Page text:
Complex Analysis, Problem session week 11Preben Alsholm, July 30 2008with(plots):If you have the DMat package (available from the homepage) then you can do the following with appropriate modifications.libname:="J:/DMat/libDMat",libname;with(DMat):
<Text-field style="Heading 1" layout="Heading 1">Exercise A</Text-field>f:=z->1/(3-z);asympt(f(z),z);-1/z*Sum((3/z)^j,j=0..infinity);combine(%);simplify(%);subs(u=z-1,asympt(f(u+1),u));-1/(z-1)*Sum((2/(z-1))^j,j=0..infinity);combine(%);simplify(%,power);The answer to the 3rd question is simple: There is one term, viz. -1/(z-3).
<Text-field style="Heading 1" layout="Heading 1">Exercise B</Text-field>f:=z->z^2*sin(1/z^2);convert(f(z),Sum);combine(%);The integral along the circle abs(z) = 3 (counterclockwise) is 0, since the coefficient of z^(-1) is 0.g:=z->exp(z)/(z+1)^2;g(zeta-1);combine(exp(1)*expand(%));convert(%,Sum);combine(exp(-1)*%);subs(zeta=z+1,%);The integral along the circle abs(z) = 3 (counterclockwise) is (1/e)*2*Pi*I, since the coefficient of (z+1)^(-1) is 1/e.
<Text-field style="Heading 1" layout="Heading 1">Exercise C</Text-field>f:=z->(I*z+1)/(z-2);limit((z-2)*f(z),z=2);2 er en simpel pol.normal(f(1/w));limit(%,w=0);f is analytic at infinity.f:=z->z/(z^2+1)^3;limit((z-I)^3*f(z),z=I);limit((z+I)^3*f(z),z=-I);f has poles of order 3 at I and -I.f:=z->(cos(z)-1)/z^2;limit(f(z),z=0);f has a removable singularity at 0.f:=z->sin(1/z);f(1/p/Pi);f(1/(p*Pi+Pi/2));f has an essential singularity at 0.sin(z) therefore has an essential singularity at infinity.f:=z->(exp(z)-1)/z^2;limit(z*f(z),z=0);f has a simple pole at 0.f:=z->1/sin(1/z);f has singularities at 1/(p*Pi). Thus 0 is not an isolated singularity.
<Text-field style="Heading 1" layout="Heading 1">Exercise D</Text-field>f:=cot:_EnvAllSolutions:=true:solve(f(z)=0,z);singular(f(z),z);limit((z-p*Pi)*f(z),z=p*Pi) assuming p::integer;The singularities are simple poles.series(f(z),z=0);limit(diff(z*f(z),z),z=0);limit(diff(z*f(z),z,z),z=0)/2;We compute a few of the coefficients in the Laurent series expansion valid in the annulus with radii Pi and 2*Pi.There must be infinitely many nonvanishing terms corresponding to positive and also to negative exponents ( since convergence breaks down at z = Pi and z = 2*Pi).The coefficients are computed using the formula (1) on p. 269. These integrals can be computed by using the residue theorem, but of course also numerically.p:=t->3*Pi/2*exp(I*t);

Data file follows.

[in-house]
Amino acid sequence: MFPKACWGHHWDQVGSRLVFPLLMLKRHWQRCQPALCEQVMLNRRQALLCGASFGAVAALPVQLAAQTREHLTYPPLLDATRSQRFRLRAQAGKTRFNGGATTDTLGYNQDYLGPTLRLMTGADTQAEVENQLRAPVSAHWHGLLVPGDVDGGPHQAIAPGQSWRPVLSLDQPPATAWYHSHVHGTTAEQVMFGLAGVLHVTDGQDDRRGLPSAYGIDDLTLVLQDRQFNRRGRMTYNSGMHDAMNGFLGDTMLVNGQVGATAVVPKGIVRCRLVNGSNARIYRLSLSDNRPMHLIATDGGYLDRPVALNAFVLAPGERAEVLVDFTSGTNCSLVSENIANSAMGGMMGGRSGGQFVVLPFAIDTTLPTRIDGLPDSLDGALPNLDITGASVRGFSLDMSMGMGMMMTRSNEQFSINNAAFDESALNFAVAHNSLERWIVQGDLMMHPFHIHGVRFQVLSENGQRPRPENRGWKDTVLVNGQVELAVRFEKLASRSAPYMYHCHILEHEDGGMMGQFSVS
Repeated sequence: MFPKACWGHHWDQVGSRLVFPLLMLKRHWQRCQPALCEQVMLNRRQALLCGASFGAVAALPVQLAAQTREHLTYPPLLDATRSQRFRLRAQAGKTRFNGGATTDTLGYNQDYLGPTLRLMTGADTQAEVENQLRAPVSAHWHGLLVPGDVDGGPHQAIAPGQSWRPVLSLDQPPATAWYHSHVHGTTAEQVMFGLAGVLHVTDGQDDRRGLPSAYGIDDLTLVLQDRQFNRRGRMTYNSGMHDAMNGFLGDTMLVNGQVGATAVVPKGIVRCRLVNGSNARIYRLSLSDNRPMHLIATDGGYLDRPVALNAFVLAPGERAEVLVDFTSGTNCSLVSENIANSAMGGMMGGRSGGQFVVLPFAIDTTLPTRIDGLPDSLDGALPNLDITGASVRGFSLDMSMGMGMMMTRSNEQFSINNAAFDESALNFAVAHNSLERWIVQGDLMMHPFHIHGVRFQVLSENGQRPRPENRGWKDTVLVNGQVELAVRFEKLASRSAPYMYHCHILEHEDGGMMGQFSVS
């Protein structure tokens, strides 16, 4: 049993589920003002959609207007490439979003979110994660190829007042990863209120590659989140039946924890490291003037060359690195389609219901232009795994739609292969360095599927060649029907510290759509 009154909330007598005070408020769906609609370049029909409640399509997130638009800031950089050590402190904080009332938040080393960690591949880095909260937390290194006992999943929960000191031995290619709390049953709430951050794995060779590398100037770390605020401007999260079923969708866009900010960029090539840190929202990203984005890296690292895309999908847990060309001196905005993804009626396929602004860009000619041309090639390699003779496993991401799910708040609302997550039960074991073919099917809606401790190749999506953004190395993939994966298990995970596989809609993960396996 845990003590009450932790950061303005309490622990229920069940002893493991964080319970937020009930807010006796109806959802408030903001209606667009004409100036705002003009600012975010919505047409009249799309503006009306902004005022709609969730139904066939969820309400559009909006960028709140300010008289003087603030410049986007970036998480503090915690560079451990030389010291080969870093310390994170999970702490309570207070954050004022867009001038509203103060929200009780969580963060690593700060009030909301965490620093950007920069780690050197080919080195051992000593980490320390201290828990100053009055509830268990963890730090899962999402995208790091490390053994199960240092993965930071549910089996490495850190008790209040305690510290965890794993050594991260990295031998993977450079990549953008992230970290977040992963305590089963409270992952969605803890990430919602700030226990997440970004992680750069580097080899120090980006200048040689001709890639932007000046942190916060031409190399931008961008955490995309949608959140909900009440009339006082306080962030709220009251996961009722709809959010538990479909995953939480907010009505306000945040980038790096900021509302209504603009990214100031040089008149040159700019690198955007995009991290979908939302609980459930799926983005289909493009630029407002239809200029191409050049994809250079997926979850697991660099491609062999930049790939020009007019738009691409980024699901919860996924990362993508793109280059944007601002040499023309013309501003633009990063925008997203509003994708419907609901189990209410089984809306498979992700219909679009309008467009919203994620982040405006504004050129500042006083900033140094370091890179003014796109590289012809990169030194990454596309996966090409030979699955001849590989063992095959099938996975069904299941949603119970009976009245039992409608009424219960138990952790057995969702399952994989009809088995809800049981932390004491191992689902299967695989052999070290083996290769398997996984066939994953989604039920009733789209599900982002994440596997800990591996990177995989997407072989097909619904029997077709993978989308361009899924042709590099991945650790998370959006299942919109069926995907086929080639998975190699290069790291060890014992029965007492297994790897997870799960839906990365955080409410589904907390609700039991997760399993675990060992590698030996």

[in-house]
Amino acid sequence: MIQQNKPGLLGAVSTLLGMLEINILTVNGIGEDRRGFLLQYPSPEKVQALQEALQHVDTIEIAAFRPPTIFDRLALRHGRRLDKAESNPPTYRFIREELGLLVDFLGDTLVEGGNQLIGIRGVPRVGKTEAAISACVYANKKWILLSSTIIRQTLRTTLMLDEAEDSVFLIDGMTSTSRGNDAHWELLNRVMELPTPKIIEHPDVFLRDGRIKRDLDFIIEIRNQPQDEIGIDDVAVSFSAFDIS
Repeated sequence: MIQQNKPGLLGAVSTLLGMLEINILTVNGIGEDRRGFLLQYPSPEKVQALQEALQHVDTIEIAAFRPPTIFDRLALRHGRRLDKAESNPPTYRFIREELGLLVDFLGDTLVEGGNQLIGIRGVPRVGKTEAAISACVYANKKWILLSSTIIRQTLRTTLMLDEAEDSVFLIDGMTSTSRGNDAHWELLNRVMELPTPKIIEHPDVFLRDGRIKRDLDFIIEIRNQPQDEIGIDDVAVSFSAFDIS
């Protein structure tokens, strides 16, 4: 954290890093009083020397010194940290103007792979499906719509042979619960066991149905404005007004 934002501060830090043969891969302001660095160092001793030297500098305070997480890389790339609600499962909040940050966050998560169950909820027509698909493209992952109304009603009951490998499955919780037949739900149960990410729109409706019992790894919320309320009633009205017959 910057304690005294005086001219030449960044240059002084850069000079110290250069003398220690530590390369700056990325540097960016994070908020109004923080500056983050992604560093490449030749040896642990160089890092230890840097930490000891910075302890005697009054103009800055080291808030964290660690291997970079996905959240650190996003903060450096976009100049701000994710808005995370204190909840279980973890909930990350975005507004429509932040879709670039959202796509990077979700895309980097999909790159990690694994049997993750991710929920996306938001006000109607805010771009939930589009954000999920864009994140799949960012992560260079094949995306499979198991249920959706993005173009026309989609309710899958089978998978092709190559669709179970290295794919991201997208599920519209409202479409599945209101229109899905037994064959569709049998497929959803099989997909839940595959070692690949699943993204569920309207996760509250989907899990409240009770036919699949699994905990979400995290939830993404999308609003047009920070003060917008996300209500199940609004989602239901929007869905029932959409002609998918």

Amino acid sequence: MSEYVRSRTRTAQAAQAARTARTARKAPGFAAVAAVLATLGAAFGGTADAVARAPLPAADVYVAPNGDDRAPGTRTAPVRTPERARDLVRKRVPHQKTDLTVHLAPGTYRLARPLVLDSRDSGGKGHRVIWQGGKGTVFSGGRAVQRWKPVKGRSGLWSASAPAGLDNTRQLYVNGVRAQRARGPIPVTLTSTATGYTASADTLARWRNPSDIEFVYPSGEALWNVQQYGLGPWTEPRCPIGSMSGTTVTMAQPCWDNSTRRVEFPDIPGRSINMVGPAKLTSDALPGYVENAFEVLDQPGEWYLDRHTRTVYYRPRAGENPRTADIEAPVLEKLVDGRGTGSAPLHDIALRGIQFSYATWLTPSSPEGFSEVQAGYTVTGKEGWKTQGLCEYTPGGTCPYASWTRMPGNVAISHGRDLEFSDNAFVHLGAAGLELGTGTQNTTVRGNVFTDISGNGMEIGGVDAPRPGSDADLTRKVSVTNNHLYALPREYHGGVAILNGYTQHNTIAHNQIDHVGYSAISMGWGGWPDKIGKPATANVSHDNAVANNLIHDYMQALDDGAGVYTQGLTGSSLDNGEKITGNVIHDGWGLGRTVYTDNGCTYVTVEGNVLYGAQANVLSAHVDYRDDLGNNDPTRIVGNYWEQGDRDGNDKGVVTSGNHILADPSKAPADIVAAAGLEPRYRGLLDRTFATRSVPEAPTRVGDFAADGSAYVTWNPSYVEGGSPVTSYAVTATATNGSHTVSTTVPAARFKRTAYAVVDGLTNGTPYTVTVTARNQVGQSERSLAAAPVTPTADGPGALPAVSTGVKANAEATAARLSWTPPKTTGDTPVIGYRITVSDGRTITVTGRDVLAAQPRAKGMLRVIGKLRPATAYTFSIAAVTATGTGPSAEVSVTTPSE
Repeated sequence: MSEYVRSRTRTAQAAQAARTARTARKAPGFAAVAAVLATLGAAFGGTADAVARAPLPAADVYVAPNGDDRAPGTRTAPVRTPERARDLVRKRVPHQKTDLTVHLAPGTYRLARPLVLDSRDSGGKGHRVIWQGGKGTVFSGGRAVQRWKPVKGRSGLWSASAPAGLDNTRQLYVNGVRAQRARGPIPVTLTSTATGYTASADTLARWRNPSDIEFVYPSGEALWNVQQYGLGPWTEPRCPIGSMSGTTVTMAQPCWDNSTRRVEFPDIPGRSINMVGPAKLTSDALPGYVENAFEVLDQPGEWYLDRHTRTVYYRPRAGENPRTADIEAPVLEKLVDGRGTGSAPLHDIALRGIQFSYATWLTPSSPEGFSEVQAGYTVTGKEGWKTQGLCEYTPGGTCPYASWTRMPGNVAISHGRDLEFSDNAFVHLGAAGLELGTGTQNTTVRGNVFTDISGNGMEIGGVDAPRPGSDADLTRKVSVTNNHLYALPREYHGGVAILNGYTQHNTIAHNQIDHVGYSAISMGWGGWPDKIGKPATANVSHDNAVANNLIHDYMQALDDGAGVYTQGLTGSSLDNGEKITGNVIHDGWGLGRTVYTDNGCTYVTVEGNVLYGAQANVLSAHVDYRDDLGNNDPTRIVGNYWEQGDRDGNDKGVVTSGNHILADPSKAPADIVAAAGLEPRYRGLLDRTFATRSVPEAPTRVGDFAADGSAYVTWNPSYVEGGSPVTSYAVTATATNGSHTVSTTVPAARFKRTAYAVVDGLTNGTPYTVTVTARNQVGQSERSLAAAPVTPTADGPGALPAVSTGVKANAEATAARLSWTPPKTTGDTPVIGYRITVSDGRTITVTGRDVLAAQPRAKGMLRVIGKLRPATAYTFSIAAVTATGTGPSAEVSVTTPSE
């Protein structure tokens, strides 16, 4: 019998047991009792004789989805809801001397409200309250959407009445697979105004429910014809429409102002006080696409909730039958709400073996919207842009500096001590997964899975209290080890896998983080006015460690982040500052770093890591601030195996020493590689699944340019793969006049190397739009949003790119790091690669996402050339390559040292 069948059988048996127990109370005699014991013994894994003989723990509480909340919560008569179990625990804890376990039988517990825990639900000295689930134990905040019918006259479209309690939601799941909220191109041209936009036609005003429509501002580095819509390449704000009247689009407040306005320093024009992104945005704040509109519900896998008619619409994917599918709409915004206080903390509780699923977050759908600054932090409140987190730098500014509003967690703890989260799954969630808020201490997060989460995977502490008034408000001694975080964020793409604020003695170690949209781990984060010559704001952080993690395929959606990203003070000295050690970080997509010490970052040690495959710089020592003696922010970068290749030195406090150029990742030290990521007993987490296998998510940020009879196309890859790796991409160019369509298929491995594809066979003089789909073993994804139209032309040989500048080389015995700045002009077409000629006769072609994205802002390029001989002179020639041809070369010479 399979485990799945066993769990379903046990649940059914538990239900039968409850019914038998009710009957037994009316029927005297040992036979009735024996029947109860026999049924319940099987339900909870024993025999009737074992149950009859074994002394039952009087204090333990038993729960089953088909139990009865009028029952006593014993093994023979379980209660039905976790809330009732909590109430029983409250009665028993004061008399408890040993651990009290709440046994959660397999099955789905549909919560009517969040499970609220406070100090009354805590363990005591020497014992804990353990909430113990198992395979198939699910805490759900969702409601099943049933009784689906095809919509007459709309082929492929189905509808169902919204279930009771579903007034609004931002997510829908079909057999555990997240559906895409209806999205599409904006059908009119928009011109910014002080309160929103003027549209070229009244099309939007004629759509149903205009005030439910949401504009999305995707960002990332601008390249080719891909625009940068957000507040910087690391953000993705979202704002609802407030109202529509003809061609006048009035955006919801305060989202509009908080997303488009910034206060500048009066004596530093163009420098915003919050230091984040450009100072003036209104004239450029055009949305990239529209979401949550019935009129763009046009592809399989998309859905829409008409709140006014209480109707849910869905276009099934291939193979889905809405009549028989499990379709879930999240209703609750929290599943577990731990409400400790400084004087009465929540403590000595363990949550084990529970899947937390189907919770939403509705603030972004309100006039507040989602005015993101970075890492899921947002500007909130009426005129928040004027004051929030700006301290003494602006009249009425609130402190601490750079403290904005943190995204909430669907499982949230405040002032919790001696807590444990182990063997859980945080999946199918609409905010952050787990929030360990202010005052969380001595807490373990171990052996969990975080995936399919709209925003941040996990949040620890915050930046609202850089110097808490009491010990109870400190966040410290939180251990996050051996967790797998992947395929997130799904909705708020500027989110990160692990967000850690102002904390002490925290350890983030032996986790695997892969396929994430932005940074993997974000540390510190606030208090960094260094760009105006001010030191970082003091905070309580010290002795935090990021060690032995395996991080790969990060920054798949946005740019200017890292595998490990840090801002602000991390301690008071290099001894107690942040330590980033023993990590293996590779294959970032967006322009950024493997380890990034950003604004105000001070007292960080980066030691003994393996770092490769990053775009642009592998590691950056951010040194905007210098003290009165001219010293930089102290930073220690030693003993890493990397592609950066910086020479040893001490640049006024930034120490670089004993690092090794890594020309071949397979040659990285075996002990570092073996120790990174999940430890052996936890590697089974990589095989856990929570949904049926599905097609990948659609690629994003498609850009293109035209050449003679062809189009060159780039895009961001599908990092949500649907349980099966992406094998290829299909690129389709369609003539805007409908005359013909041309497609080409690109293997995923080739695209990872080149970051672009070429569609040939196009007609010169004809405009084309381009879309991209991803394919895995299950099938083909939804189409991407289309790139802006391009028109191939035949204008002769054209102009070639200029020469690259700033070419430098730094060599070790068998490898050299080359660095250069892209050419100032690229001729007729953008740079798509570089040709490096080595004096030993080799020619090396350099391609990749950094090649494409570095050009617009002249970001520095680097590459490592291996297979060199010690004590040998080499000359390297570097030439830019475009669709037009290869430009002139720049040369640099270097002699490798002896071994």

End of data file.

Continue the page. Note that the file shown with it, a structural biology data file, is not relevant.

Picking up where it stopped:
A:=j->1/(2*Pi*I)*Int(f(p(t))/p(t)^(j+1)*diff(p(t),t),t=0..2*Pi);value(A(-1));By the residue theorem the above is the sum of the 3 residuesmap2(residue,f(z),[z=0,z=Pi,z=-Pi]);value(A(0));seq(add(residue(f(z)/z^(j+1),z=z0),z0=[0,-Pi,Pi]),j=-5..5);evalf(%);evalf(seq(A(j),j=-5..5));simplify(fnormal([%]));We compute a few of the coefficients in the Laurent series expansion valid in the annulus with radii 2*Pi and 3*Pi.There must be infinitely many nonvanishing terms corresponding to positive and also to negative exponents ( since convergence breaks down at z = 2*Pi and z = 3*Pi.p:=t->5*Pi/2*exp(I*t);
A:=j->1/(2*Pi*I)*Int(f(p(t))/p(t)^(j+1)*diff(p(t),t),t=0..2*Pi);value(A(-1));By the residue theorem the above is the sum of the 5 residuesmap2(residue,f(z),[z=0,z=Pi,z=-Pi,z=2*Pi,z=-2*Pi]);By the periodicity of f clearly these residues are all the same (as is also seen above).seq(add(residue(f(z)/z^(j+1),z=z0),z0=[0,-Pi,Pi,-2*Pi,2*Pi]),j=-5..5);evalf(%);evalf(seq(A(j),j=-5..5));simplify(fnormal([%]));
<Text-field style="Heading 1" layout="Heading 1">Exercise E</Text-field>f:=z->(4*z^2-Pi^2)/cos(z);f has removable singularities at Pi/2 and -Pi/2. The next singularities are at 3*Pi/2 and -3*Pi/2. Thus the radius of convergence is 3*Pi/2.The distance from -1-I to 0 is LUklbXJvd0c2Iy9JK21vZHVsZW5hbWVHNiJJLFR5cGVzZXR0aW5nR0koX3N5c2xpYkdGJzYmLUkjbWlHRiQ2JVElc3FydEYnLyUnaXRhbGljR1EmZmFsc2VGJy8lLG1hdGh2YXJpYW50R1Enbm9ybWFsRictSShtZmVuY2VkR0YkNiQtRiM2JC1JI21uR0YkNiRRIjJGJ0YyRjJGMi1GLDYjUSFGJ0Yy which is therefore the radius of convergence asked for in question 2.
<Text-field style="Heading 1" layout="Heading 1">Exercise F</Text-field>No computation.